Communication and Social Development

Your baby's verbal skills continue to progress, however, as children concentrate on other milestones (such as walking), their language development may slow down slightly. His vocabulary is highly variable at this stage: he may utter his first words at 12 months and be able to say five words or more by 15 months. He may understand the meaning of as many as 70 words. At approximately 18 months, there is a spurt in spoken language that often includes self-related words such as "me" and "mine" and "no!" when he's upset. Sentences may increase to two, three, or four words, such as "You go." "Me want juice." "No wanna go car!" and vocabulary may extend to 20 words.
Help him along with concise, easy-to-follow language accompanied by gestures. For example, use short sentences and simple language ("big bus", "nice cat"). Use gestures, as in shaking your head when you say “no”. Present one idea at a time, such as “Shoes on” while pointing at his feet. If you ask too much at once (i.e. “Put on your shoes, coat and hat”), he may not follow. Hold objects in front of your toddler and name them, then wait for your toddler to respond with a word, gesture or sound.
Encourage your child’s linguistic progression by taking his words and turning them into proper sentences. For example, a request for “milk!” turns into “You want more milk in your cup.” It will help him to expand his vocabulary and learn sentence structure. Play games that include simple directions, such as “Throw the ball to me.”
Between 12 – 15 months, your child will likely enjoy imitating your actions, such as talking on the phone or stirring a pot. Support your child’s burgeoning imagination with lots of pretend play: role playing, puppets, dolls, blocks, animal figures, and objects that he sees in “real life” such as play kitchen utensils, a toy telephone or a small dust broom.

Activities to Stimulate Toddler Development

Opportunities to support your toddler’s positive development are all around you. Take advantage of everyday tasks and events to help him learn and develop, all the while providing him with the best nutrition to nourish his milestone achievements.

Communication Development

Strong communication skills can be extremely advantageous as your child matures. Foster his language development right from the very beginning with these simple and enjoyable activities:

Talk him through an activity.

  • Explain what you're doing as you do it. Speak clearly.

Let him see your face as you speak.

  • This way he can watch how your mouth makes sounds.

Speak at his level.

  • Don't use baby talk, or difficult words.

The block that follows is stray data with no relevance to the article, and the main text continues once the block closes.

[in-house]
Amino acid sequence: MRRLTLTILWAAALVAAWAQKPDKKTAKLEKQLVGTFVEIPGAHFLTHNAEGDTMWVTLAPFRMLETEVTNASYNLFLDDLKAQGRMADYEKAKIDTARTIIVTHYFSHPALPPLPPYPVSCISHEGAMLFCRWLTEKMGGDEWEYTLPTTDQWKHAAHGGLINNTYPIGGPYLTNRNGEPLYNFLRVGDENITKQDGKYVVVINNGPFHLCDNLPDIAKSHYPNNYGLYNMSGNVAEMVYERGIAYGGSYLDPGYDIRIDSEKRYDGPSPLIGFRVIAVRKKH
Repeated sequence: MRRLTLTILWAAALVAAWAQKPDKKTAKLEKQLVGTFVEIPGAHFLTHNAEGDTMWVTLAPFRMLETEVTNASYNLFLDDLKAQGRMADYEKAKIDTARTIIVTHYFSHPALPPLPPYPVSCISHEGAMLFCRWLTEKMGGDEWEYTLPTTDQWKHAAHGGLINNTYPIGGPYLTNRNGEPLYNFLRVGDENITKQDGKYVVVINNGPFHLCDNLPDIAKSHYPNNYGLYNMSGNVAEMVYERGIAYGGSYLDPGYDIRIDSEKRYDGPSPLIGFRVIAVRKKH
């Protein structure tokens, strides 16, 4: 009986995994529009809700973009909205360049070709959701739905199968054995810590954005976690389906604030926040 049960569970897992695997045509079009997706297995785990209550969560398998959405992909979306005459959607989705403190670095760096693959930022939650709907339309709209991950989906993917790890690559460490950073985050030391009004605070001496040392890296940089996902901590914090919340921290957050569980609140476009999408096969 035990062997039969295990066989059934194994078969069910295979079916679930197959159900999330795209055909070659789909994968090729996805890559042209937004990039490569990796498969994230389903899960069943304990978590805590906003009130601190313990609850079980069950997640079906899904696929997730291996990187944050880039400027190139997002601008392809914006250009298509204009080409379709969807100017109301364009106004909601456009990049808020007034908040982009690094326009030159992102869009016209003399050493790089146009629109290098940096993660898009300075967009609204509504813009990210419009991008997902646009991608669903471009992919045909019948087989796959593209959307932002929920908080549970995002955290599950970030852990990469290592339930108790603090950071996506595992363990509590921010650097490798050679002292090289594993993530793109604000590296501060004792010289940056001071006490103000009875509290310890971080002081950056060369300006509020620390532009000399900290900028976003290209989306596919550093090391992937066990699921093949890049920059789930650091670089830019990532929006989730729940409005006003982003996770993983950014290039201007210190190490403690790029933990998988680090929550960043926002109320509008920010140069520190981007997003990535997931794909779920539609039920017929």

• Stress the syllables.

Listen to him.

  • Build his confidence by showing him that what he says is important.

Encourage communication.

  • Say the words for objects you see every day.
  • Encourage him to say them back.

Don't point out mistakes.

  • Instead, repeat the whole sentence saying the word correctly.

Read together every day.

  • Early exposure to reading promotes strong reading skills in school-age children.

Read predictable books.

  • Soon he'll be "reading" it by herself.
  • Some good examples are: I Went Walking, The Very Hungry Caterpillar, Peanut Butter and Jelly, Little Red Hen, and Goodnight Moon.

Use the mirror.

  • Let him make faces and name his body parts.

Explore his world.

  • Walk around your neighbourhood.
  • Talk about what you see.

Play with writing.

  • If he's interested in pencils and paper, let him try.

Play object Hide-and-Seek.

  • Hide a favourite toy and ask him to find it.

Play naming games.

  • Point to familiar things and ask him to name them.
  • Act out action words, like crawl, jump, or sleep.


  • Introduce nursery rhymes, finger plays and counting rhymes. Listen to recordings.
  • Play imitating games, like "This is The Way We Wash Our Face" or "I'm A Little Teapot."

Social Development

Positive reinforcement, encouragement and support are intrinsic to your child's healthy emotional and social development. Here are some ways to help nurture his emotional and social growth:

Spend time together.

  • You are his favourite role model.

Establish a routine.

  • He can find comfort and reassurance in the familiar, though you can vary it a little on special occasions.

Hold him when he's upset.

  • Speak calmly and quietly until he feels better.

Encourage empathy.

  • Share his emotions. Let him see you happy or sad when he is.

Be patient with regressive behaviour.

  • Stay calm and try to understand its source.
  • Encourage communication. Say the words for objects you see every day.
  • Encourage him to say them back.

Read together every day.

  • Start with predictable stories, so he can "read" them too.
  • Incorporate them into your daily routine.

Use the mirror.

  • Let him make faces and name his body parts.

Explore his world.

  • Walk around your neighbourhood.
  • Talk about what you see.


  • Set a good example with snacks, toys or books.

Why is Nutrition Important?

Healthy eating is important as it provides the energy and nutrients needed for growth and development. Your toddler will benefit from a variety of wholesome foods each day as he advances his cognitive, linguistic and social abilities.

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